By JASON COX
Of the Keizertimes

A vision for a visitors center near Interstate 5 is becoming clearer.

Top officials from the Keizer Chamber of Commerce, which acts as the tourism agency for the city, say it would dramatically increase visibility and aim to double visitors to Keizer if the facility is built.

There’s been no decisions made, but some hope to establish a partnership with Salem-Keizer Transit, which plans to build a transit center on Lockhaven Drive at Keizer Station Boulevard.

Any expansion would be contingent on funding. While no one’s sure yet where money for building would come from, officials believe grants from organizations like Travel Oregon and even contributions from youth sports groups could be used to operate it once it’s built.

Transient occupancy taxes (TOT) could also come into the equation. The Chamber received $16,118 from the city of Keizer in TOT, more commonly known as a hotel/ motel tax, in 2008-09.

Their proposal calls for hiring one more full-time employee, increasing fulltime staffing to three. The visitors center would serve to “promote Keizer as a destination to stay, play or shop … or to live and work,” it states.

Christine Dieker, executive director of the chamber, acknowledged doubling tourism in three to five years is ambitious – but she thinks it’s doable.

Chamber President Joe Egli said attracting more tourists – be it for a youth sports tournament or acting as a hub to get to destinations throughout the Willamette Valley – is key to growing the local economy.

“Essentially we need to get more money in town instead of trading dollars around town,” Egli said. “… It’s a food chain effect. If we feed our retail businesses with new money, our businesses will grow. … They will need more insurance, they’ll have money to buy bigger houses and will need more professional services.”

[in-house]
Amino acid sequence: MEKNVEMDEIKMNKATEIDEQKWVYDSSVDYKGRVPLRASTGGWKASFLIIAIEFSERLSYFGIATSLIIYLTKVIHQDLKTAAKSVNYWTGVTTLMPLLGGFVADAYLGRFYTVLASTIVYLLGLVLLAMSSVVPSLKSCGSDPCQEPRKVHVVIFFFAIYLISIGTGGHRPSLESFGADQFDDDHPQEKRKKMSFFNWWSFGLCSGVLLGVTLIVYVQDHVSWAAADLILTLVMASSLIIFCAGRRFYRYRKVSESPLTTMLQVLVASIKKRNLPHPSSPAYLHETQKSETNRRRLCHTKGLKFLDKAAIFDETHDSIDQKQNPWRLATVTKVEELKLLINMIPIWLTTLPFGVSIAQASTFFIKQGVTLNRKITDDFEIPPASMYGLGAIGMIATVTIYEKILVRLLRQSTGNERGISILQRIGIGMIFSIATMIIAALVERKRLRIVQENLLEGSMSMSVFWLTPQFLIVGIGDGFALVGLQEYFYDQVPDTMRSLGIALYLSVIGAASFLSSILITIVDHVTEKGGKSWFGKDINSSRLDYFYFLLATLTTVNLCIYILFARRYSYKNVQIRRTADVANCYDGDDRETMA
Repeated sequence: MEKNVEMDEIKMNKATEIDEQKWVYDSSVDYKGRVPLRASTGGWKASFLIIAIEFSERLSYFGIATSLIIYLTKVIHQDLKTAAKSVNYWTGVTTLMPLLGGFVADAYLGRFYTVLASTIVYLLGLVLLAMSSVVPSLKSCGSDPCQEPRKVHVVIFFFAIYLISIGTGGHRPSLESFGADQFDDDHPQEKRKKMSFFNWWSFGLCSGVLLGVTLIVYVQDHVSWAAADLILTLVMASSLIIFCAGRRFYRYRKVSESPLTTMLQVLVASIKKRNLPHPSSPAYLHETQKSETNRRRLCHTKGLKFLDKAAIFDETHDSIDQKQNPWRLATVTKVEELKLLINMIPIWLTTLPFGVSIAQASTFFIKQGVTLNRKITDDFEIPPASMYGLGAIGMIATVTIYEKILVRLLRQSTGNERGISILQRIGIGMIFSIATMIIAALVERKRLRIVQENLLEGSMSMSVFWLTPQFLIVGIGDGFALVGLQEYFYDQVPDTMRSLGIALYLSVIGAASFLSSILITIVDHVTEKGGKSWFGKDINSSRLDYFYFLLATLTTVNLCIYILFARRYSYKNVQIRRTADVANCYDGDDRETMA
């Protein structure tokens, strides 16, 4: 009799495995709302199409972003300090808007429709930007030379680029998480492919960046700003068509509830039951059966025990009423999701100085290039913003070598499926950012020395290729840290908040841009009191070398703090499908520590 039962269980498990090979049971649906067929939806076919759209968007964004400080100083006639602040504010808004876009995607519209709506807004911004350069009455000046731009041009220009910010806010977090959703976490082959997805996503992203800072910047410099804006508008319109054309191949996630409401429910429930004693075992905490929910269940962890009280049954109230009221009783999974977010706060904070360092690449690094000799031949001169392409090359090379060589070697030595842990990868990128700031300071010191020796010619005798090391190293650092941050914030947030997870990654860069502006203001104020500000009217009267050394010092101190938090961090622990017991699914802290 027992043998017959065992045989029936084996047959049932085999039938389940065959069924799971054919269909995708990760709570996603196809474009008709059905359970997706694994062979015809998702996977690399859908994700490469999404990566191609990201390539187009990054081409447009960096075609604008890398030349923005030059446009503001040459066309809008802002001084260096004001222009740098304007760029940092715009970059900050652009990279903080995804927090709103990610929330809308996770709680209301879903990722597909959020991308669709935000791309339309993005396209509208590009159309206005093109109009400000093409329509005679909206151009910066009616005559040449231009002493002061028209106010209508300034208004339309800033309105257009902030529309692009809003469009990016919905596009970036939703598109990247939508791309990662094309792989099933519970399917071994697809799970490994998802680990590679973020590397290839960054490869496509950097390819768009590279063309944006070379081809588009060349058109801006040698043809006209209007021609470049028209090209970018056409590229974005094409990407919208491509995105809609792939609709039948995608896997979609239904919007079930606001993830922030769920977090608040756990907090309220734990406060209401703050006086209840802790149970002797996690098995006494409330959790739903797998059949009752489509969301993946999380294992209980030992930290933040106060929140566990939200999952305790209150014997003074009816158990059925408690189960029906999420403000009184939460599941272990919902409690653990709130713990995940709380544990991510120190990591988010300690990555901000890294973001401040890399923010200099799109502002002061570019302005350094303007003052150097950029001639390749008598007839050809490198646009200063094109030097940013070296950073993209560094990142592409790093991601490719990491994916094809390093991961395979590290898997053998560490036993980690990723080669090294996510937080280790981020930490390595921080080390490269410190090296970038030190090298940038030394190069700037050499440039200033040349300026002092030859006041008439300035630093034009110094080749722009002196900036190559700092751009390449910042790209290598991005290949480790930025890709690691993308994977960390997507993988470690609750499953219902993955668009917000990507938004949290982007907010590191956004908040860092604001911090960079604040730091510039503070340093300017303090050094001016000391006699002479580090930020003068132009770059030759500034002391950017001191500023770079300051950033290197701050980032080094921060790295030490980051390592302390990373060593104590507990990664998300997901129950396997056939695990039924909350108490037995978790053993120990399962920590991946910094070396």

He said the Chamber’s current home in the basement of the Keizer Heritage Center “does nothing to bring more business to River Road. … If we’re out (at Keizer Station) we will bring more business to Keizer by nature.”

Dieker believes proximity to area attractions – the coast and wineries to the west, mountains to the east and Portland to the north – will be a big selling point to augment what’s already here, like the Salem-Keizer Volcanoes.

“Location, location, location is something we’ve always said to be special of Keizer,” she said. “… Actually staying in Keizer puts you less than an hour’s drive to so many things that are special about the Willamette valley.”

She also said efforts in recent years to emphasize the area’s history, along with programs like public art, would give travelers one more reason to stay in Keizer.

“There’s a history behind this area that’s pretty special in Oregon,” Dieker said.

A new community center open for rentals, along with youth sports facilities, could be another draw, she said.

There’s another amenity – public restrooms – Egli thinks could be a draw.

And Egli thinks the chamber continuing to act as a tourism agency puts Keizer front and center, rather than outsourcing to other outfits like Travel Oregon .

“They’re not going to be pushing Keizer as much,” he said. “They’ll be pushing regional things. But we want to be a player.”